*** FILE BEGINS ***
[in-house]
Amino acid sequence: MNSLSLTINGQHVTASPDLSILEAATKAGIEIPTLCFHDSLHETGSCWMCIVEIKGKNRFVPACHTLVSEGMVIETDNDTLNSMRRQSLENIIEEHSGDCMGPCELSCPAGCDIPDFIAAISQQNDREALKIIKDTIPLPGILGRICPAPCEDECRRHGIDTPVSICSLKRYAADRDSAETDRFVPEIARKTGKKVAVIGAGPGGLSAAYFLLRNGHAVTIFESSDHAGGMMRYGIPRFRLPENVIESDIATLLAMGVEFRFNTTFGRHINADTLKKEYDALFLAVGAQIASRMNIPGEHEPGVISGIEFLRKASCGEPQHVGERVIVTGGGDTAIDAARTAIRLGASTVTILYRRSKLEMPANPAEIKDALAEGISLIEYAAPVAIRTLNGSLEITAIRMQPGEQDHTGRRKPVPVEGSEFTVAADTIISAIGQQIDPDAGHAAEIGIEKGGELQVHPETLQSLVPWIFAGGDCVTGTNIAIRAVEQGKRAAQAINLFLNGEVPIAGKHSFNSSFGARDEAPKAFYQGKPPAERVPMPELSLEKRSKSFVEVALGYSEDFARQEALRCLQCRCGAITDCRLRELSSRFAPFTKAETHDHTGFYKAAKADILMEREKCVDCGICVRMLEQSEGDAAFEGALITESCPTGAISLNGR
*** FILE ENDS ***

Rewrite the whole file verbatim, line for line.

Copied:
[in-house]
Amino acid sequence: MNSLSLTINGQHVTASPDLSILEAATKAGIEIPTLCFHDSLHETGSCWMCIVEIKGKNRFVPACHTLVSEGMVIETDNDTLNSMRRQSLENIIEEHSGDCMGPCELSCPAGCDIPDFIAAISQQNDREALKIIKDTIPLPGILGRICPAPCEDECRRHGIDTPVSICSLKRYAADRDSAETDRFVPEIARKTGKKVAVIGAGPGGLSAAYFLLRNGHAVTIFESSDHAGGMMRYGIPRFRLPENVIESDIATLLAMGVEFRFNTTFGRHINADTLKKEYDALFLAVGAQIASRMNIPGEHEPGVISGIEFLRKASCGEPQHVGERVIVTGGGDTAIDAARTAIRLGASTVTILYRRSKLEMPANPAEIKDALAEGISLIEYAAPVAIRTLNGSLEITAIRMQPGEQDHTGRRKPVPVEGSEFTVAADTIISAIGQQIDPDAGHAAEIGIEKGGELQVHPETLQSLVPWIFAGGDCVTGTNIAIRAVEQGKRAAQAINLFLNGEVPIAGKHSFNSSFGARDEAPKAFYQGKPPAERVPMPELSLEKRSKSFVEVALGYSEDFARQEALRCLQCRCGAITDCRLRELSSRFAPFTKAETHDHTGFYKAAKADILMEREKCVDCGICVRMLEQSEGDAAFEGALITESCPTGAISLNGR